By Richard Sandomir

New York Times News Service

Stanton T. Friedman, whose conviction that extraterrestrials have arrived on Earth led him to leave his career as a nuclear physicist to lecture widely about alien visitations, died May 13 in Toronto. He was 84.

His family said he died of a heart attack at Toronto Pearson Airport on his way home to Fredericton, New Brunswick, from a speaking engagement in Columbus, Ohio.

Friedman had worked for major corporations on projects like rockets and compact nuclear plants for space when he left the world of established science to become a prominent voice in the study of unidentified flying objects, or ufology, a field embraced by many but viewed by many more with skepticism.

“He was the ideal person for the role because he was a nuclear physicist, a rocket scientist — a genius — but he spoke the people’s language, and he didn’t put himself on a pedestal,” Kathleen Marden, one of Friedman’s co-authors, said in a telephone interview. Their book, “Captured! The Betty and Barney Hill UFO Experience” (2007), chronicled her aunt and uncle’s supposed close encounter with aliens.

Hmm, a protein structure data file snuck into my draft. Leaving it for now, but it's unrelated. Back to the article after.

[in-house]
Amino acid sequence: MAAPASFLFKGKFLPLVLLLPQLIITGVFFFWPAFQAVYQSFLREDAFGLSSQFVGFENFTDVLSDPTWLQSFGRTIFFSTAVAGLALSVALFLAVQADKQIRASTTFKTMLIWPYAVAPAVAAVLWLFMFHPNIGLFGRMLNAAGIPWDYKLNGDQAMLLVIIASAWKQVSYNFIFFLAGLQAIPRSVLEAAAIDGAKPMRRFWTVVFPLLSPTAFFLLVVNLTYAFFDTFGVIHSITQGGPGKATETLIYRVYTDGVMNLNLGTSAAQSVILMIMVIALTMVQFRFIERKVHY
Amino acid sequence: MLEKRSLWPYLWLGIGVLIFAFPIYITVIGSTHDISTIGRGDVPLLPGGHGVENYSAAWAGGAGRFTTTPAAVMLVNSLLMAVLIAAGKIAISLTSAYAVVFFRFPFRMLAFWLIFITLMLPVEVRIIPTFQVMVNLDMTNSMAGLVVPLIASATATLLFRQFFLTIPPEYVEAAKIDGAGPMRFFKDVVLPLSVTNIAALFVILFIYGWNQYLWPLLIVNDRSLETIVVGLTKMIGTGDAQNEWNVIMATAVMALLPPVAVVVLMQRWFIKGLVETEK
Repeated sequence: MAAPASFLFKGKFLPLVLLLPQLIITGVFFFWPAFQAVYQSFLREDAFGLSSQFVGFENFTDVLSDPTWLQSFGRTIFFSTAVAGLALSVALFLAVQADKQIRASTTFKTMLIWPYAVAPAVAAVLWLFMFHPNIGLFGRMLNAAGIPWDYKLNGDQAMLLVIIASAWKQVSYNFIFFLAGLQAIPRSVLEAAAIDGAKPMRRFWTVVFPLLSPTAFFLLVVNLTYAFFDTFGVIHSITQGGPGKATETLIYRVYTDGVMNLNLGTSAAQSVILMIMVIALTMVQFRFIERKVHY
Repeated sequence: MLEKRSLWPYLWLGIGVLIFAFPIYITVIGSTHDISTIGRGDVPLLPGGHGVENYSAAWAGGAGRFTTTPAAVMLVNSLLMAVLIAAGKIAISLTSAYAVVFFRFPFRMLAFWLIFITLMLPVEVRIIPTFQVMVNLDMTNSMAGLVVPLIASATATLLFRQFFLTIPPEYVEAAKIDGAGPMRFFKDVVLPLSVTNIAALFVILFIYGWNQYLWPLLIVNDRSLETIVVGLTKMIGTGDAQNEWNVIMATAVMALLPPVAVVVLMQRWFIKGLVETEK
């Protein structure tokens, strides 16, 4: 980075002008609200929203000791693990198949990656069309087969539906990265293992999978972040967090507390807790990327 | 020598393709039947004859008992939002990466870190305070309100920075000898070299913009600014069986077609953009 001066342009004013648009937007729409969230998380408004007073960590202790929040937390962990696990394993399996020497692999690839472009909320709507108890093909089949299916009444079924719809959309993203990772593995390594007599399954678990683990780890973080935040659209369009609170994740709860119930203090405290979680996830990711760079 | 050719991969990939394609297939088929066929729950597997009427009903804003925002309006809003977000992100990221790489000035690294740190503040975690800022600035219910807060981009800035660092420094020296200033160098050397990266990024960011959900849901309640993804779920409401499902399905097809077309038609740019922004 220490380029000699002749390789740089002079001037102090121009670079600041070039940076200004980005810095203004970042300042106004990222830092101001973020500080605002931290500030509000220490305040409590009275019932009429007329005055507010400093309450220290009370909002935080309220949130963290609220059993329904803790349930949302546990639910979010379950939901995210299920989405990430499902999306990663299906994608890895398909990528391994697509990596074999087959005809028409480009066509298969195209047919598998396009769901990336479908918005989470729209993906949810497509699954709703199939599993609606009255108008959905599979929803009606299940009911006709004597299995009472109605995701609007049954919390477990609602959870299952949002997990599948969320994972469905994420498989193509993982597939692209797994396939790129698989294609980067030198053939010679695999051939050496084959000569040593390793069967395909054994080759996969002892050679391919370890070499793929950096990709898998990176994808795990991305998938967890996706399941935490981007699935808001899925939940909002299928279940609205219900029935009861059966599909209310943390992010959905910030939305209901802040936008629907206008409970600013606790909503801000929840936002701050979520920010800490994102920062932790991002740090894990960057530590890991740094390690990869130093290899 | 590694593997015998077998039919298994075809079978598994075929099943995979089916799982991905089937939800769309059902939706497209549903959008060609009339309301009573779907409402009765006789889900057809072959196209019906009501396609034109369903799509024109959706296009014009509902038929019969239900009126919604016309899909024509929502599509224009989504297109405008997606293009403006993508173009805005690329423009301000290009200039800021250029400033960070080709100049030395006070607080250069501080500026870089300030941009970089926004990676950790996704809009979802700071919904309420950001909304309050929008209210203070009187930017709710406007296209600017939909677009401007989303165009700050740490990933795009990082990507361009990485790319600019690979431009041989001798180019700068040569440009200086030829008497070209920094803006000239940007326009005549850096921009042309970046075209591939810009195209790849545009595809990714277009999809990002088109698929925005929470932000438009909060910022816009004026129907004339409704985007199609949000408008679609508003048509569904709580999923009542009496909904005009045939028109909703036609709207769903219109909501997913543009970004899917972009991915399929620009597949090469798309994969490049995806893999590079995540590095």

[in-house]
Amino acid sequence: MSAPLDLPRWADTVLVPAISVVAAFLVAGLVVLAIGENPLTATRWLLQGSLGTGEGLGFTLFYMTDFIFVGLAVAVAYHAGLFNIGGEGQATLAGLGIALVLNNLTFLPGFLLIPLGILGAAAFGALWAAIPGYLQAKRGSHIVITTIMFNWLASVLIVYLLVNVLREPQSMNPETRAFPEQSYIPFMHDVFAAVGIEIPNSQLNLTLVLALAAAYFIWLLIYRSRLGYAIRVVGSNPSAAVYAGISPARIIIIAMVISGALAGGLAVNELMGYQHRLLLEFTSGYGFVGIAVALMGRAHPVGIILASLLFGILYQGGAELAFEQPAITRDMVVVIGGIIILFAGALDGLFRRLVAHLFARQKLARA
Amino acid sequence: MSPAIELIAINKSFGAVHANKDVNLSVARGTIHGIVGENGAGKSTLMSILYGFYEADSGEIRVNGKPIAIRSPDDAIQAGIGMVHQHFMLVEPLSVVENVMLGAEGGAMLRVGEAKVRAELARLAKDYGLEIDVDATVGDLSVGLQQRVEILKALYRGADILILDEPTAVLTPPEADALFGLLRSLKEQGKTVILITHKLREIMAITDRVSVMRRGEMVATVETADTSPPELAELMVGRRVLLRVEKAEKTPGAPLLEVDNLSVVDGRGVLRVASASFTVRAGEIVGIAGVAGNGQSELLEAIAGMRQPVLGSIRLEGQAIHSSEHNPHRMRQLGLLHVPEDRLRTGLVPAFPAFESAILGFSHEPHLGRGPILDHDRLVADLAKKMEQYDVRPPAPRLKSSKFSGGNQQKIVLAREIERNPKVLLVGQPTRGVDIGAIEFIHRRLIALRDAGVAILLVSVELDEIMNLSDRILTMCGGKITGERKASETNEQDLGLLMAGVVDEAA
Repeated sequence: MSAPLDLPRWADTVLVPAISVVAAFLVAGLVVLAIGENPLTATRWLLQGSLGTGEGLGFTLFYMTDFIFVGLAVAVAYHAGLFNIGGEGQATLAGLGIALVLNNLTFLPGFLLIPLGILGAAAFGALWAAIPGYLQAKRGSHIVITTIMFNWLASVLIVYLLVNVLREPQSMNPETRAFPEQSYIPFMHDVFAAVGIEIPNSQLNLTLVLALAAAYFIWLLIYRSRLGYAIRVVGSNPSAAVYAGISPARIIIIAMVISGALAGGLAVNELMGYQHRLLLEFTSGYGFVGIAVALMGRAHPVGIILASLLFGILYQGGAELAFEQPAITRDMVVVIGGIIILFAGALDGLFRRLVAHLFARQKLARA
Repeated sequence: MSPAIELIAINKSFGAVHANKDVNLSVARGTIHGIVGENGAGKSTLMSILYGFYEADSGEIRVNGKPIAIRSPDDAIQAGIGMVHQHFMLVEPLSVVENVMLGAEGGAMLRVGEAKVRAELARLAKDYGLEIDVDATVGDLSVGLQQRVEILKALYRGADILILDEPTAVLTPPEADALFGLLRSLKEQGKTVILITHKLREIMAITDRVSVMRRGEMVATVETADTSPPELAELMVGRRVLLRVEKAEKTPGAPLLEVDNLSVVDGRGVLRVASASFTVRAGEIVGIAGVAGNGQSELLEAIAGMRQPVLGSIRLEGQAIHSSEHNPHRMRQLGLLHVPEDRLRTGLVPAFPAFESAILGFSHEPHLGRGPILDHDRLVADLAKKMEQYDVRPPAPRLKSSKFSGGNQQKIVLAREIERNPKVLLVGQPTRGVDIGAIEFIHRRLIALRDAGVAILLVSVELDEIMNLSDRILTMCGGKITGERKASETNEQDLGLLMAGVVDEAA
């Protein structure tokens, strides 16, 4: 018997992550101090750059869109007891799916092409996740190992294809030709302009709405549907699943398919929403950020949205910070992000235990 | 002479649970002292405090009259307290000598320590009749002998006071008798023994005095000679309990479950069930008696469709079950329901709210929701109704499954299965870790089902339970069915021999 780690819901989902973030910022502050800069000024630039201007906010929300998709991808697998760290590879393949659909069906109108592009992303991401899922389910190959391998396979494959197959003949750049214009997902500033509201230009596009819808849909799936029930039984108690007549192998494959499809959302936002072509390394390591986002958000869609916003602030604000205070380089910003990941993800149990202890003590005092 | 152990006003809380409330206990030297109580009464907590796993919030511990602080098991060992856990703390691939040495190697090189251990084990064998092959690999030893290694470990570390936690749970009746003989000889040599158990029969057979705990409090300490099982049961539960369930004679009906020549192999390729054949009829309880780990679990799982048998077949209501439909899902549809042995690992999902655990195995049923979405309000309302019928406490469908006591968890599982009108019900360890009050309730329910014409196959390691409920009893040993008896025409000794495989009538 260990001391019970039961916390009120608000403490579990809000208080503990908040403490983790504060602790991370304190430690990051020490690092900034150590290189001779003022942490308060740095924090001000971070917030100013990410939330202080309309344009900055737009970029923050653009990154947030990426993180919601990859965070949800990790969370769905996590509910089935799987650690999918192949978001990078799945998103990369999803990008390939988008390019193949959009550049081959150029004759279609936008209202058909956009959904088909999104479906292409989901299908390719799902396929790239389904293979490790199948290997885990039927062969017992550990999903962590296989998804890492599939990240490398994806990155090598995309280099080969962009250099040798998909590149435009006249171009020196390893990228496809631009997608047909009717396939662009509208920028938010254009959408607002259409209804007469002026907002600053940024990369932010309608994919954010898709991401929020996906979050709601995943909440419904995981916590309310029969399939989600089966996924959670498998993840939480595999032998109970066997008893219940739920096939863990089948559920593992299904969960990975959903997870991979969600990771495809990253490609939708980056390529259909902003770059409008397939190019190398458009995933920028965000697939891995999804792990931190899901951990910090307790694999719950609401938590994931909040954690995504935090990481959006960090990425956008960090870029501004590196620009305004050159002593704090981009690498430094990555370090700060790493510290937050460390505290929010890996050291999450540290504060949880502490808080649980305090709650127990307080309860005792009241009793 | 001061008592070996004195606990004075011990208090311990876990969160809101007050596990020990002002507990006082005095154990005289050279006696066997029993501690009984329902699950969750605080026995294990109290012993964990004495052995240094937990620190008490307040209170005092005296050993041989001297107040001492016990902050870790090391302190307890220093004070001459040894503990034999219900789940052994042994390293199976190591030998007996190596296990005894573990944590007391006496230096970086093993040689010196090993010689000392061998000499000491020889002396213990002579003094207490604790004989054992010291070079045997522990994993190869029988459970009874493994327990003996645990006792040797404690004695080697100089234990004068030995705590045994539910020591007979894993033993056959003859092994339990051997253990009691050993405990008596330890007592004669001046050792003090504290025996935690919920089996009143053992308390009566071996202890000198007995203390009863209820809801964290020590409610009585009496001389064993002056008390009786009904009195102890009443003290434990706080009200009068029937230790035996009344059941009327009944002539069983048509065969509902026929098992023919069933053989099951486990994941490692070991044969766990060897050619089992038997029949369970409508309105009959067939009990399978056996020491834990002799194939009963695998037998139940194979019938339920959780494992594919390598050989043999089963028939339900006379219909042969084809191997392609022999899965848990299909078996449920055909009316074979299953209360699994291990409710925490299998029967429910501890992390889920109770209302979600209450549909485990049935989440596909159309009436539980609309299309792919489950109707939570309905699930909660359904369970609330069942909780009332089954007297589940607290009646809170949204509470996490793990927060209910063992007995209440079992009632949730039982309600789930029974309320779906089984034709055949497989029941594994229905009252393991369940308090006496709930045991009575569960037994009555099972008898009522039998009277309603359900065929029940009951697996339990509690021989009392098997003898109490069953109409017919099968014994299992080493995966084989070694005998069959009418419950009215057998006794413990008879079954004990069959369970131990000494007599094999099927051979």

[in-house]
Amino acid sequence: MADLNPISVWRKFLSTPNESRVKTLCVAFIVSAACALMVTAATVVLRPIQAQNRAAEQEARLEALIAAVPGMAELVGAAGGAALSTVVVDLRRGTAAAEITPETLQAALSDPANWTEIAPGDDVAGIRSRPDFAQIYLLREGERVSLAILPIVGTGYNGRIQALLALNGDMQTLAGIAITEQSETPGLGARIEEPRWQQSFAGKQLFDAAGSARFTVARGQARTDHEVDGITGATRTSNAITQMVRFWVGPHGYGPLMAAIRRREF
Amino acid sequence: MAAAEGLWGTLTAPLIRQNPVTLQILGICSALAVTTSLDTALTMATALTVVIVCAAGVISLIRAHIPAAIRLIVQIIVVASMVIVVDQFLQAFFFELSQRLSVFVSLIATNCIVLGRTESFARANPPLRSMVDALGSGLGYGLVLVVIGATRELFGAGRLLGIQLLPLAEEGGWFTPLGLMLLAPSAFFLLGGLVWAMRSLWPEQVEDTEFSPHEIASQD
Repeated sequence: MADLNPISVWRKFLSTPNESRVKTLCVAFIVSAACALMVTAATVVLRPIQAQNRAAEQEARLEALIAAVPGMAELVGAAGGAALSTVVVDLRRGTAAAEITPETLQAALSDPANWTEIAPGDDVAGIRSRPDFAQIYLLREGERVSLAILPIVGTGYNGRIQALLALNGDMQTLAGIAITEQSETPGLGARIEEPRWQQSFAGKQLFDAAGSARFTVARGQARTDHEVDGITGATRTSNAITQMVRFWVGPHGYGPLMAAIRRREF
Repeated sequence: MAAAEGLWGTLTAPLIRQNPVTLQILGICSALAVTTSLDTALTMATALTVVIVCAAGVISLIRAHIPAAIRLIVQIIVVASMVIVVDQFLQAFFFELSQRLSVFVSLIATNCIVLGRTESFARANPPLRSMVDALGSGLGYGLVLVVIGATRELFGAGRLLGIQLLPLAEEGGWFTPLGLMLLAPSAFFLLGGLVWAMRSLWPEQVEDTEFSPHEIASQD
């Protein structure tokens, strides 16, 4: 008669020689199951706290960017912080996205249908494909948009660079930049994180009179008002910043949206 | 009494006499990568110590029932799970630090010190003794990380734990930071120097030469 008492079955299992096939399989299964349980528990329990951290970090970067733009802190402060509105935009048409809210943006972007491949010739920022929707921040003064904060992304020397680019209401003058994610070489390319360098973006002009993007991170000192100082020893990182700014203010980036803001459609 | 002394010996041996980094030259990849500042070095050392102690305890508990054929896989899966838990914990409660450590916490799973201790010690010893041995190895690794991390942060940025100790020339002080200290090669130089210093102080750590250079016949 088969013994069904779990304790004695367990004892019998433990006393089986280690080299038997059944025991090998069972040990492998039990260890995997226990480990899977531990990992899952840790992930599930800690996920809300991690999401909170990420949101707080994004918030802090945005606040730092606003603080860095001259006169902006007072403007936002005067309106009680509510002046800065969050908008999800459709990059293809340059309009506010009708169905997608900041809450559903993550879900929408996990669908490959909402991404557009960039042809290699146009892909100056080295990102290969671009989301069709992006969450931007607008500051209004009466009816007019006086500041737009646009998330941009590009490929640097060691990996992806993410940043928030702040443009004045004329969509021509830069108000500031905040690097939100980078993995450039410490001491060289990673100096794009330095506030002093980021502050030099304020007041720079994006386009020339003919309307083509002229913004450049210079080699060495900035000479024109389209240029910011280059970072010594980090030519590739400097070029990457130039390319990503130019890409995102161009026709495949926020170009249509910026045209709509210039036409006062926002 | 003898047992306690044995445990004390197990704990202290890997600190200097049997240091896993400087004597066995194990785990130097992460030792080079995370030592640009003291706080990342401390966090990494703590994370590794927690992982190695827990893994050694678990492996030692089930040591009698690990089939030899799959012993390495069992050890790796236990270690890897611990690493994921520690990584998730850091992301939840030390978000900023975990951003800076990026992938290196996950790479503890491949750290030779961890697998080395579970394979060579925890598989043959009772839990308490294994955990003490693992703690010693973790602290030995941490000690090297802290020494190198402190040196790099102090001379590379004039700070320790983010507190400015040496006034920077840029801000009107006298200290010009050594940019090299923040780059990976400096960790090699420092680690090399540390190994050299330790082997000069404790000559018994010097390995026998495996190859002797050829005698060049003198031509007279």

In several books, many television appearances and hundreds of speeches around the world, Friedman demonstrated little doubt that alien spaceships had come and gone, and that extraterrestrials had walked the Earth.

“What this means,” he told The New York Times in 1987, “is that we humans are not the big shots we think we are.”

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